Federal retirees have an advantage over many in the private sector in that their annual retirement income goes up each year. It is pegged to the inflation rate and it happens automatically.
In theory at least, tens of thousands of federal employees are contemplating their retirement as they plan to walk out the door of their federal office for the last time as an active federal employee in the next several years. Most of these folks have given a lot of thought to what they want to do from hitting the beach to world travel. Here are a couple of thoughts about your financial future and how you should think about your finances as you head into retirement.
This year, the COLA (cost of living allowance) went up 2.3% for many federal retirees. That isn’t a huge increase but, on the bright side, at least it is an increase. The average increase for active federal employees this year is 3.5%, although that varies widely between locality pay areas. (In the Washington, DC area, for example, the raise will be 4.49% this month; it will be 4.23% in San Francisco and 2.96% in Indianapolis. See the article on Understanding the 2008 Federal Pay Raise for more.)
There are years when the retiree rate goes up higher than the pay increase for active federal employees. Last year, for example, many federal retirees received a 3.3% pay hike. Retirees got 4.1% in 2006 while the average GS federal employee got less than 4%. But the reality is that while you may be able to count on an annual increase, it may not really keep up with inflation. Hopefully, you have carefully balanced your TSP portfolio after putting the maximum amount possible into your TSP funds each year. With a balanced portfolio between stocks and bonds, you have a good chance of actually having enough money, even with the FERS system, until you did.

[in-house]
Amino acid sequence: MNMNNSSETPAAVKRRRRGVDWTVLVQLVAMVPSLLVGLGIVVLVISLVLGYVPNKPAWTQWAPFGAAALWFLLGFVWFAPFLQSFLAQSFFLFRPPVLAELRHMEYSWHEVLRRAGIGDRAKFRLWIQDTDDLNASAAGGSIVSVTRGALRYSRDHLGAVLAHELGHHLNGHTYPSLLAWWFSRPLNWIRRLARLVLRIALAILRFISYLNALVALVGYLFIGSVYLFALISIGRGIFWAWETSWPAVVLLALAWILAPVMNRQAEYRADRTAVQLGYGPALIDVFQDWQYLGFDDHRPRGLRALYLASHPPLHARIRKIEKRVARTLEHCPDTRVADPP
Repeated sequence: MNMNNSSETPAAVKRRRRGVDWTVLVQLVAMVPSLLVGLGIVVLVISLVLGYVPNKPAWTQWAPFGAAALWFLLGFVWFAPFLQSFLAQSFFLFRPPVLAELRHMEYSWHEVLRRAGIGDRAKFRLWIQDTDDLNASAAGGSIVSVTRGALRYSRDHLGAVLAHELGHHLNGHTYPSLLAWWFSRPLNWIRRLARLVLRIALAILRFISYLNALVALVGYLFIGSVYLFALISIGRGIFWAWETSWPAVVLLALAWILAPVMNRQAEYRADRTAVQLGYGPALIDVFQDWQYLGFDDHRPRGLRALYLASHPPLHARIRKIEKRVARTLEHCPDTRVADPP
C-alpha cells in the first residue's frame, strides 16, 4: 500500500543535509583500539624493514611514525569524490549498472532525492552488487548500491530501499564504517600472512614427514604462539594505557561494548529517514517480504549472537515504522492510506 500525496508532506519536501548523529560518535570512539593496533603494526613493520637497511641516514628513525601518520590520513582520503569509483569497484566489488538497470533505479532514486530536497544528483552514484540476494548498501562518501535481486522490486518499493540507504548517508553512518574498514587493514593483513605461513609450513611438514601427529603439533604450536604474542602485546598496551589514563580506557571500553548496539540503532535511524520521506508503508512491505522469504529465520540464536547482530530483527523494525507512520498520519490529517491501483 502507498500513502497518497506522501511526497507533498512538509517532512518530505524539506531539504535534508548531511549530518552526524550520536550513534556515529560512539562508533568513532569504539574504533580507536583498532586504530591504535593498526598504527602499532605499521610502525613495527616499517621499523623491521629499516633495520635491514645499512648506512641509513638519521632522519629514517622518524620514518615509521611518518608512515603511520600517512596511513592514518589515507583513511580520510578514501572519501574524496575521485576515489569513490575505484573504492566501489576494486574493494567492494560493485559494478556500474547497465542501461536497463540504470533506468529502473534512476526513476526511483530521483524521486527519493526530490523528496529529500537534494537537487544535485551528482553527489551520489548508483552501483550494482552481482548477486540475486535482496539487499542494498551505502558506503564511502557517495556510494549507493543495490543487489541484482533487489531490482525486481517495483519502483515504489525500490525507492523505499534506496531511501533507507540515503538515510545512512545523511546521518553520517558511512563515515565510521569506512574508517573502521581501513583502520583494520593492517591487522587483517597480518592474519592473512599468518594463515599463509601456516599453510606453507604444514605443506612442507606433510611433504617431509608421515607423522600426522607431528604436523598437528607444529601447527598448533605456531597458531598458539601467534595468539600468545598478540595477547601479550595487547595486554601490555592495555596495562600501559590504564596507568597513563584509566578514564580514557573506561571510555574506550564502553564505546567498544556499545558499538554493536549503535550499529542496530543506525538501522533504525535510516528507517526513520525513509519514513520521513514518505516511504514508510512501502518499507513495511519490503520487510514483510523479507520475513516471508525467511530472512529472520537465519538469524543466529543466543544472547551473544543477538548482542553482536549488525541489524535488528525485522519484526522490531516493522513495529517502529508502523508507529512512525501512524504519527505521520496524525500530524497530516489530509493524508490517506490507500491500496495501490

Here is the good and bad news for current and future retirees. Inflation may be kicking in again. In December, the Labor Department’s Bureau of Labor Statistics reported that the Consumer Price Index for Urban Wage Earners and Clerical Workers (CPI-W) for November 2007 was 205.8 , up 0.8 percent from October’s index of 204.3. For purposes of calculating the next cost-of-living adjustment (COLA), scheduled for December 2008, the index has risen 1.1 percent.
Former federal employees now receiving monthly benefits under provisions of the Federal Employees Compensation Act (FECA) receive a COLA based on the change in the CPI-W during each calendar year. The November index of 205.8 is 4.4 percent higher that the December 2006 index of 197.2.
Monthly % Change% Toward Next COLA0.20.30.81.1
While federal retirees have the benefit of an increasing retirement check each year, the way in which the annual COLA is calculated does not necessarily accurately reflect the expenses of many retirees. Many people are installing new high definition TV sets—perhaps to watch more TV after they retire. The cost of electronic equipment such as this has dropped and that lowers the cost of inflation. But the cost of health insurance and medical services has been going up. The cost of health insurance is not directly influenced by the wage costs in China or South Korea. While the cost of many consumer goods had dropped because of globalization, that does not reduce your medical payments. Your annual COLA increase is determined by a wide variety of products and services so a retiree may find the increases in costs is higher than the annual increase unless you went crazy and spent much more for your fancy new TV and stereo system that common sense would dictate. (Also see COLA’s, Inflation and Planning Your Retirement)
Happy New Year to all of our readers from those of us at FedSmith.com. We realize that many readers will be retiring. We hope you will take the time to switch your subscription to your home email address instead of your work address (or in addition to it) so you will continue to receive you free daily newsletter via email. It is free so the rate of inflation won’t impact your ability to keep up with events and news on the federal community that you are part of and will continue to be part of–even after retirement.